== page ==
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Cor. 3. An equation will want its third term, if the sum of the products of the roots taken two and two, is partly positive, partly negative, and these mutually destroy each other. Remark.
A Course of Mathematics: In Three Volumes : Composed for the Use of the ... - Page 164
by Charles Hutton - 1811

## Elements of Algebra: Tr. from the French of M. Bourdon, for the ..., Volume 1

Bourdon (M., Louis Pierre Marie) - 1831 - 446 pages
...the roots themselves, is equal to the coefficient of the second term taken with a contrary sign. 2d. The sum of the products of the roots taken two and two with their respective signs, is equal to the coefficient of the third term. 3d. The sum of the products...

## Elements of Algebra: Tr. from the French of M. Bourdon. Revised and Adapted ...

Charles Davies - 1835 - 378 pages
...the roots themselves, is equal to the co-efficient of the second term taken with a contrary sign. 2d. The sum of the products of the roots taken two and two, with their respective signs, is equal to the co-efficient of the third term. The sum of the products...

## Elements of Algebra

1838 - 372 pages
...the roots themselves, is equal to the co-efficient of the second term taken with a contrary sign. 2d. The sum of the products of the roots taken two and two, with their respective signs, is equal to the co-efficient of the third term. The sum of the products...

## Lecture on the History of Mathematics

Francis Henney Smith - 1841 - 46 pages
...successive formation of the co-efficients of an equation, from the comInflation of the sum of its roots, the sum of the products of the roots, taken two and two, three and three, &c. He appears to have been the first who understood the use of negative roots, and...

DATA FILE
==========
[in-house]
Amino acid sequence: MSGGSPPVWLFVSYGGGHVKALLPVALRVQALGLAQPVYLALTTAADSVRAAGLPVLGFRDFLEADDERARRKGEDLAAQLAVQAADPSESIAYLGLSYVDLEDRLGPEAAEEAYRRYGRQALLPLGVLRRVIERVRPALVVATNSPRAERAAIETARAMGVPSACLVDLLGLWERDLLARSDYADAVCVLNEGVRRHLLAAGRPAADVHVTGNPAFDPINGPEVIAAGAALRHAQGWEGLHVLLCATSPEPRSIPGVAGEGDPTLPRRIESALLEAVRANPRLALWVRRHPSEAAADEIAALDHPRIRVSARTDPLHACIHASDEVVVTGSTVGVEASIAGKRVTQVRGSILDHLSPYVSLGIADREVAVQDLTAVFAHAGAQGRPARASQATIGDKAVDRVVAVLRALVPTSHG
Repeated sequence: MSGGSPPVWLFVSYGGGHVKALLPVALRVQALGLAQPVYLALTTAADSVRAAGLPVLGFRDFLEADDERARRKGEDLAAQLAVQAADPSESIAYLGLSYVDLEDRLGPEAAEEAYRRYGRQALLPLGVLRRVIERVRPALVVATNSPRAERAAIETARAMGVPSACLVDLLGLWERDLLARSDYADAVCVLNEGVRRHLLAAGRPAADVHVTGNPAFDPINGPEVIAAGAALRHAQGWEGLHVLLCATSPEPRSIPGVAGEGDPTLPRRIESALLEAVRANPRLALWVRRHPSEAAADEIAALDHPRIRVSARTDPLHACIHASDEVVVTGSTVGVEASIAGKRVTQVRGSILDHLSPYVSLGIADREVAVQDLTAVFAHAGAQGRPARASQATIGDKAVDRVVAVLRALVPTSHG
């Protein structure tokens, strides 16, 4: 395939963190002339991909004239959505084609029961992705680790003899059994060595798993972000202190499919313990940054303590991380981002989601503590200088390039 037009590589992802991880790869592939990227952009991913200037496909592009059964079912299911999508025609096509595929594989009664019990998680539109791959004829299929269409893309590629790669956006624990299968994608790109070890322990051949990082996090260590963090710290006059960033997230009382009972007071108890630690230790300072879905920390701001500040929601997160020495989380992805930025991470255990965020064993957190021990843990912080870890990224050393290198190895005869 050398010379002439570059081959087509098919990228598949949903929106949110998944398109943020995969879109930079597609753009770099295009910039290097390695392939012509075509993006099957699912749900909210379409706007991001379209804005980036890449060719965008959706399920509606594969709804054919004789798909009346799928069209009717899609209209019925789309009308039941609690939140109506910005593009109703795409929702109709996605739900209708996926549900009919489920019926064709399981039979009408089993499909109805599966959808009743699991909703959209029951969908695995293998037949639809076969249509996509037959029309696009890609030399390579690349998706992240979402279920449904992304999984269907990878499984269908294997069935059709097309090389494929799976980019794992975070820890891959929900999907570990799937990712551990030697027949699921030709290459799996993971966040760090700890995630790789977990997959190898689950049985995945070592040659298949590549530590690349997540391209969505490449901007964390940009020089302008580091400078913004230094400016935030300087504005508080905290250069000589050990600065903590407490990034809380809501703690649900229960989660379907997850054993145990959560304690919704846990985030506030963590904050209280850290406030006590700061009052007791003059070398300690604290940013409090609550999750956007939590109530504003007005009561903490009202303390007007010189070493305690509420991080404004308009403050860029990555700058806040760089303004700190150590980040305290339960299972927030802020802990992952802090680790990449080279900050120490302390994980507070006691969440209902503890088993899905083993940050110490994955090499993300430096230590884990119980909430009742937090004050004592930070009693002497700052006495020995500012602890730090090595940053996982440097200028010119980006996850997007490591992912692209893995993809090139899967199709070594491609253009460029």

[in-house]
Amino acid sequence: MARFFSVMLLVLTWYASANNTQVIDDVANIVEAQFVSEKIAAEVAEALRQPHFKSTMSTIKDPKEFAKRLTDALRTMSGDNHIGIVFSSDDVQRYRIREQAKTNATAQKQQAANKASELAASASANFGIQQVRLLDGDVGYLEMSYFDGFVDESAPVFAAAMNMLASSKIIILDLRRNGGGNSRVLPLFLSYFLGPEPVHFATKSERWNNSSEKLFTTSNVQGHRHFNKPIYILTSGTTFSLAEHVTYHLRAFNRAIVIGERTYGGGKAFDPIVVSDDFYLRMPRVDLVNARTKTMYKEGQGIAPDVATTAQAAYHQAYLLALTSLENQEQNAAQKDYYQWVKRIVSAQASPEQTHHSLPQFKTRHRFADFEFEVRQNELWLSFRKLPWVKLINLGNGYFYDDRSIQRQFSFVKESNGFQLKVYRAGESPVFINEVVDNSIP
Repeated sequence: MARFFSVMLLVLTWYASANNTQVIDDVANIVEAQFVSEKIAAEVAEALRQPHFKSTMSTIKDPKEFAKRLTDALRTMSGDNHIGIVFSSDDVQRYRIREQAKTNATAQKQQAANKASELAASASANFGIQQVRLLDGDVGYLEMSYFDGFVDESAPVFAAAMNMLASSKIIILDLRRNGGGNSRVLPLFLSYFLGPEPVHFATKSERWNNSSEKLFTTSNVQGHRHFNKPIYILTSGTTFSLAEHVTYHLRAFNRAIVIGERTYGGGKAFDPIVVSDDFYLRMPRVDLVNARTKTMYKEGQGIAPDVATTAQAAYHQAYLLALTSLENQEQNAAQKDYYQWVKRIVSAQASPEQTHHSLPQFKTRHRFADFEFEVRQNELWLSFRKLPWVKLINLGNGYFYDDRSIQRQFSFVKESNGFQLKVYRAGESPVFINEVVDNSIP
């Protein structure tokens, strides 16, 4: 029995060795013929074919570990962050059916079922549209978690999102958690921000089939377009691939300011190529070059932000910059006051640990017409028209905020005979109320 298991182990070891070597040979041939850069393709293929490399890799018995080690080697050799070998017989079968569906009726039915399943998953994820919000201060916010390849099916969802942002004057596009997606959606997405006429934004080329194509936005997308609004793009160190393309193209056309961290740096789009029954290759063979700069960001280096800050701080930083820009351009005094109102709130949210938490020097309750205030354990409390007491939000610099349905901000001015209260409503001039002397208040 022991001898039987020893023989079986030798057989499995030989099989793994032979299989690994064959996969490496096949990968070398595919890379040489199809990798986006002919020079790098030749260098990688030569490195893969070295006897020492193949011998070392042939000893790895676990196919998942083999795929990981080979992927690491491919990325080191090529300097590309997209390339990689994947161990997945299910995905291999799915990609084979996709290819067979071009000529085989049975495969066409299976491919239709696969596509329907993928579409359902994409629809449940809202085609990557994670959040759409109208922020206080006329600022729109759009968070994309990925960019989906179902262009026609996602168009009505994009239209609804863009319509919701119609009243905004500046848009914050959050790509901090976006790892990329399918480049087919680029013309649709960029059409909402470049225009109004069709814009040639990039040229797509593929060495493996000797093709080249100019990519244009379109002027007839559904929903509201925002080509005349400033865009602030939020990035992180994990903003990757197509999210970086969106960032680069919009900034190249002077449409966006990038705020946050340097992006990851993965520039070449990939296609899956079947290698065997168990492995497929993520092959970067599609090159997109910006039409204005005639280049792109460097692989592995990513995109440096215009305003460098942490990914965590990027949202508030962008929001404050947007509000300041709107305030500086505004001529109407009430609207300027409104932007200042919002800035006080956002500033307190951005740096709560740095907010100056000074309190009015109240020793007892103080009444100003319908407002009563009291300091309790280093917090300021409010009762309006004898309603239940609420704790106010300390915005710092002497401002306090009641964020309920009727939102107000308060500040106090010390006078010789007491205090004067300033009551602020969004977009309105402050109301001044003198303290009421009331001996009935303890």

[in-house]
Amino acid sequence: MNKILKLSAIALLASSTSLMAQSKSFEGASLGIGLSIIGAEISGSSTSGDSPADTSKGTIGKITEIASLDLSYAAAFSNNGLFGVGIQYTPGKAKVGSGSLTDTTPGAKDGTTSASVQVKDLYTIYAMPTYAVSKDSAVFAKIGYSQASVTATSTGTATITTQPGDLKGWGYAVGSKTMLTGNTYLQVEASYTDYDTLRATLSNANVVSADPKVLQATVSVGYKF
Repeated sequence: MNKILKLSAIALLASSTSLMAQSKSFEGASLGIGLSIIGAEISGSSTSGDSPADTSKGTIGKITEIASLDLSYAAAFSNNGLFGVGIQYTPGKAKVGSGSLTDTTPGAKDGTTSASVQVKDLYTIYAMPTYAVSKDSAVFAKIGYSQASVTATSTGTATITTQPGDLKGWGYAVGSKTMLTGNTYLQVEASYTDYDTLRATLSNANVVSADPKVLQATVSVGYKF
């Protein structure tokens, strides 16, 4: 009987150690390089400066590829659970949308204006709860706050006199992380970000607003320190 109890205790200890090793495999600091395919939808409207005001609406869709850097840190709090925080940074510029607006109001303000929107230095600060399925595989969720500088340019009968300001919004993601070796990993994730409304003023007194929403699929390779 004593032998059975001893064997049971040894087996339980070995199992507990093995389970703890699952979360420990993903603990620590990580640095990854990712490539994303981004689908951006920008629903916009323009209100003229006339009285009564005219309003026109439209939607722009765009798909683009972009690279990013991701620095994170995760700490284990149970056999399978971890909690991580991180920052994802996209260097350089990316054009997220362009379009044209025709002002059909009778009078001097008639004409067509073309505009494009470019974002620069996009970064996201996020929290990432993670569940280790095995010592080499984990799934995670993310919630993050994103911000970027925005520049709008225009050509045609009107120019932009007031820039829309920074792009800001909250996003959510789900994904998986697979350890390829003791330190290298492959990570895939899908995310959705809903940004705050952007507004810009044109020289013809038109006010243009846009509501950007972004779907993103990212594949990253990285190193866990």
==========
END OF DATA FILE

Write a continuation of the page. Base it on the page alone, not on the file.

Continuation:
## Elements of Algebra

Charles Davies - 1842 - 368 pages
...the roots themselves, is equal to the co-efficient of the second term taken with a contrary sign. 2d. The sum of the products of the roots taken two and two, with their respective signs, is equal to the co-efficient of the third term. The sum of the products...

## Elements of Algebra: Including Sturms' Theorem

Charles Davies - 1845 - 382 pages
...the roots themselves, is equal to the co-efficient of the second term taken with a contrary sign. 2d. The sum of the products of the roots taken two and two, with their respective signs, is equal to the co-efficient of the third term. 3d. The sum of the products...

## An Elementary Treatise on Algebra: Designed to Facilitate the Comprehension ...

Ormsby MacKnight Mitchel - 1845 - 308 pages
...d ..... &c ...... — /; or, the sum of the roots, with the contrary sign, Q,=ab+ac+ad+bc+bd+, &c.; the sum of the products of the roots, taken two and two, R= — abc-\-abd-\-, &c.; the sum of the products of the roots, taken three and three, with the contrary...

## A Treatise on Algebra

Elias Loomis - 1846 - 380 pages
...the sum of all the roots (1 + 2 + 3) with their signs changed. The coefficient of the third term is the sum of the products of the roots taken two and two; thus, 1x2+1X3 + 2X3. The last term k" the product of all the roots (1X2x3) with their signs changed....